Chapter 4. Desirable Policy on Circular Ownership Structure
Chapter 4 makes policy suggestions on the prohibition of creating or intensifying circular ownership structure, effective July 25, 2014. For this purpose, two objectives of the policy are considered: reducing agency cost and reducing fictitious capital created by immediate intercorporate equity reinvestment.
Agency cost is measured by the difference between (or the ratio of) the cash flow right and the voting right of the large shareholder. Regression results suggest that business groups with a circular ownership structure tend to have a high agency cost, but fail to show that individual firms in the circular ownership structure have a high agency cost. This implies that banning circular ownership structure would have limited effectiveness in reducing agency cost.
The chapter then focuses on reducing the amount of fictitious capital created by immediate equity reinvestment. Circular ownership structure inevitably creates a virtual portion of capital which cannot be used by any firm. Regression results show that the amount of immediate equity reinvestment by a firm is larger when the firm is in circular ownership structure. This implies that banning such structure would help reduce the amount of fictitious capital created by immediate equity reinvestment.
Chapter 5. Effectiveness Analysis and Improvement Measures of the Holding Company System
Chapter 5 empirically analyzes the various properties of the holding company structure of large business groups in Korea and makes policy recommendations on relevant regulations.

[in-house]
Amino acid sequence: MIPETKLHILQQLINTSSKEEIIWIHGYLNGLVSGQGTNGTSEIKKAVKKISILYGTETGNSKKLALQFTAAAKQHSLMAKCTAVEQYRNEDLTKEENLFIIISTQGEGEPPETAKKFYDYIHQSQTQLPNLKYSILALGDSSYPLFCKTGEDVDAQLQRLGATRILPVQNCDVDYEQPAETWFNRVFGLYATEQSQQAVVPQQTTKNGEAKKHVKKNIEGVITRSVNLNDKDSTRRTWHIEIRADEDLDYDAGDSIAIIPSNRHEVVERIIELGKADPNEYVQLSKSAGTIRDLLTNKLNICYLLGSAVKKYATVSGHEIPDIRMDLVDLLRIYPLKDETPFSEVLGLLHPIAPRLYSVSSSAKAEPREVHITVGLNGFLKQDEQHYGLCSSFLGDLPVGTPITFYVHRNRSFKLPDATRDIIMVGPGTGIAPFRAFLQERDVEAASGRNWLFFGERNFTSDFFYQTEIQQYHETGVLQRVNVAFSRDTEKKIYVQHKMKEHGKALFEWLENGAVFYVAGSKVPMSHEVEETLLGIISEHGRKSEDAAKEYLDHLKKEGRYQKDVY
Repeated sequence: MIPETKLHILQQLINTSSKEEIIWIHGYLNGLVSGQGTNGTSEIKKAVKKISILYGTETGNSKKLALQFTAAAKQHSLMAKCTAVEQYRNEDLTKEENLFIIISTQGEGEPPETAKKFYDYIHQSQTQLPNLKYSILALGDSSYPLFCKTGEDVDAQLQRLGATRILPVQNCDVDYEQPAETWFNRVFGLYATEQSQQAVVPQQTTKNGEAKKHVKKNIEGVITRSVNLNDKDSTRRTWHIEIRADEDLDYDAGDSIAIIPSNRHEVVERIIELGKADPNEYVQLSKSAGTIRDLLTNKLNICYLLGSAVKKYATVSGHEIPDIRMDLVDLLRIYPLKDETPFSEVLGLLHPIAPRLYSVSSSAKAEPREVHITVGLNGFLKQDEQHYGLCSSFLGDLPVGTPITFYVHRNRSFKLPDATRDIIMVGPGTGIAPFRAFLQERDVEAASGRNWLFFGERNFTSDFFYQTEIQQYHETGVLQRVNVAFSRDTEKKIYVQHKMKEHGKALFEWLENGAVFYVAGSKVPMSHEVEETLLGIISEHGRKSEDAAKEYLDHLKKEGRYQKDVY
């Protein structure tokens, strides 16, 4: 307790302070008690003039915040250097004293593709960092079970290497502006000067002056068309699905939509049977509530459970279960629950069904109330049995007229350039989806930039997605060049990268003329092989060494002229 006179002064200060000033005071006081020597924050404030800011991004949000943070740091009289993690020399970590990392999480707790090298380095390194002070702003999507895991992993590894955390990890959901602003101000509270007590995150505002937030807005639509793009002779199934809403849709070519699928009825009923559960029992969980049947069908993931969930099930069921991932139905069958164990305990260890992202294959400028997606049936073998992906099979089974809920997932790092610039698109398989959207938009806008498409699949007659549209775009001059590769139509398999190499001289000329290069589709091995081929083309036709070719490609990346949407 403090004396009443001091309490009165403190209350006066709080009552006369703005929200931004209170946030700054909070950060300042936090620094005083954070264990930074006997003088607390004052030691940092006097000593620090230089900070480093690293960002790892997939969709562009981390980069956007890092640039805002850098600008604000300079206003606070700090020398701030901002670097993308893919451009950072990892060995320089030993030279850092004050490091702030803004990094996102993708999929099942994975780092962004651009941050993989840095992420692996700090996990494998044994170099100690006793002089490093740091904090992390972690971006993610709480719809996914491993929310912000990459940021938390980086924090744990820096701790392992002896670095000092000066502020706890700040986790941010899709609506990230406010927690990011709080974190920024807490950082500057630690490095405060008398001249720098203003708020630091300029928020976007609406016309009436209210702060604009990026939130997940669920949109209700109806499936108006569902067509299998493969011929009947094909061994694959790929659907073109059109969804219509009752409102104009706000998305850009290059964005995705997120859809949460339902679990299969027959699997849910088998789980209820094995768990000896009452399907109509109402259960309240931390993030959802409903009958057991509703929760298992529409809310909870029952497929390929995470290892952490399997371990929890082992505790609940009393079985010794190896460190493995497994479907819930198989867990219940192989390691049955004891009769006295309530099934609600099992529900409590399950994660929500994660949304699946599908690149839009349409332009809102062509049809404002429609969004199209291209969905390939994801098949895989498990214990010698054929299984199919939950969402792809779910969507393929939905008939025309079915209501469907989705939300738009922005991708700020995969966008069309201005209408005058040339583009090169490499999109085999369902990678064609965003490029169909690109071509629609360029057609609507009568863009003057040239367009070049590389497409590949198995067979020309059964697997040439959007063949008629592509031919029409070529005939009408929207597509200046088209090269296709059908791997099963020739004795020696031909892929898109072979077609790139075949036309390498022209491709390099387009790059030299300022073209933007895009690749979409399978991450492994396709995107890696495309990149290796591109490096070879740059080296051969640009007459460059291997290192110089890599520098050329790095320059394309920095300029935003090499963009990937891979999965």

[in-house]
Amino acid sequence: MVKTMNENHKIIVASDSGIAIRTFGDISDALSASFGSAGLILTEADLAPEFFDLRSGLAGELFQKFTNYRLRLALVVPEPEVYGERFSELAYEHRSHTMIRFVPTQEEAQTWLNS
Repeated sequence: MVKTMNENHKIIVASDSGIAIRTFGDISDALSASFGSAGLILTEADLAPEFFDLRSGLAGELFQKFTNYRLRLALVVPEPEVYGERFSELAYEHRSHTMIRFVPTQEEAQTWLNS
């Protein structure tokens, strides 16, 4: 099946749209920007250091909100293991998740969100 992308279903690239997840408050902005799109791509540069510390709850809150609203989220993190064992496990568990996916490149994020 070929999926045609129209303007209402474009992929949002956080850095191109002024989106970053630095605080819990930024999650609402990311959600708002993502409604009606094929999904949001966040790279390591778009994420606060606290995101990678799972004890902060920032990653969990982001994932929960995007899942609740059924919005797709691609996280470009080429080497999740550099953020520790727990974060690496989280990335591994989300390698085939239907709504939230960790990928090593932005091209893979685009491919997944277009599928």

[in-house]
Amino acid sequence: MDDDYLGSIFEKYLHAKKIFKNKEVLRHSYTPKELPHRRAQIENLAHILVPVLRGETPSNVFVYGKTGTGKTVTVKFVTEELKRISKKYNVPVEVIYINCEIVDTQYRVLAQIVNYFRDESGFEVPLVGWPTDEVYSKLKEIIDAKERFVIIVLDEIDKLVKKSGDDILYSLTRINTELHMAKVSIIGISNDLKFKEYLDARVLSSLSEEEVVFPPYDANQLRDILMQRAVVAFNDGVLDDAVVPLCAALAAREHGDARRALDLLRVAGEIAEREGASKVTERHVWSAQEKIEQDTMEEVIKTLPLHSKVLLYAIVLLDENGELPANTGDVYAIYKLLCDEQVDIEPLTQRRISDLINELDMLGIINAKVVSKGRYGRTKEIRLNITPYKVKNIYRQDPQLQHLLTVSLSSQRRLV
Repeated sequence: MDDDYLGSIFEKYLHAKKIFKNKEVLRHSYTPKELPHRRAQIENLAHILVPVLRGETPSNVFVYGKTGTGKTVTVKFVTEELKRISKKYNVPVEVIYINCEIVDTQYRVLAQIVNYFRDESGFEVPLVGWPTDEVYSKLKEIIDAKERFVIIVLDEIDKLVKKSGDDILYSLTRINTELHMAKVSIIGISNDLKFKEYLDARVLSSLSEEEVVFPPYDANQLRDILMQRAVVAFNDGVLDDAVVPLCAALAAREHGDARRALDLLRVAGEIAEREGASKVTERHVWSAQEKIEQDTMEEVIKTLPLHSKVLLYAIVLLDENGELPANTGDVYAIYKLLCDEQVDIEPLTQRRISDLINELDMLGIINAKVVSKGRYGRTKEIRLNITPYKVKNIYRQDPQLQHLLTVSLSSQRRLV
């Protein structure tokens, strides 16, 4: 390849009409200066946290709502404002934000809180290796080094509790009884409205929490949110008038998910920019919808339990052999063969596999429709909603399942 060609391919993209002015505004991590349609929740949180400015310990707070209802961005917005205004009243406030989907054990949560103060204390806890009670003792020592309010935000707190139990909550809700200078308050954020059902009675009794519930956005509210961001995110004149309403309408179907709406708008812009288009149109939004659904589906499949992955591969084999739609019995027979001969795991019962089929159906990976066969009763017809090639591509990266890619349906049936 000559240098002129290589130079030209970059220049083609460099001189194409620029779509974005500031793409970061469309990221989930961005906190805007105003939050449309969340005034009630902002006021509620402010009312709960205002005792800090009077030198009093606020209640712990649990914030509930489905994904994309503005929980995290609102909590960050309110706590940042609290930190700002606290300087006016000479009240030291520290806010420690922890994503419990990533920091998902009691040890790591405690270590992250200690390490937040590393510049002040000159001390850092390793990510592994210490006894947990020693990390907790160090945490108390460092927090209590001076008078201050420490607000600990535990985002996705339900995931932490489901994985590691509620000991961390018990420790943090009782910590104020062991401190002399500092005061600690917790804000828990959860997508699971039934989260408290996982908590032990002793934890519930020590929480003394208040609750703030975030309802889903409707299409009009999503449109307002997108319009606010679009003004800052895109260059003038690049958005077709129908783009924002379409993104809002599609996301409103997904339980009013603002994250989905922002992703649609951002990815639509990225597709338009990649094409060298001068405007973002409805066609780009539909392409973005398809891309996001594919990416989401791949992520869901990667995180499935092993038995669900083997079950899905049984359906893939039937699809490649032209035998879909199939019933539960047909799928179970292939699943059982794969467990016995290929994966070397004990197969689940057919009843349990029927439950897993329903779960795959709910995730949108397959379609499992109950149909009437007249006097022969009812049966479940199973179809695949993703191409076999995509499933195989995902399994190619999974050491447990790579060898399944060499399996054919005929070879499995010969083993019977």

First, empirical analyses show that the growth rates of the number of member companies and the amount of fictitious capital in large business groups owning a holding company was significantly lower than those in the comparison group. Also, in most cases, the gap between ownership and control decreased with transition to the holding company system. These empirical findings suggest that policies inducing transition to the holding company system for large business groups can be socially desirable.
Next, the analysis of holding company regulations indicates that the current forced conversion system to a holding company may lead to an unintended effect of severely constraining corporate management activities. Therefore, it may be reasonable to change the policy to give corporate choices to small business groups, which are not the main policy target. The regulation requiring 100% stake in great-grandchild company needs to be mitigated as well. Finally, the measure allowing the retention of financial companies through an intermediate financial holding company is reasonable in the sense that it facilitates the transition of a large business group owning financial companies to the holding company system while maintaining the separation of financial and industrial businesses within the same group.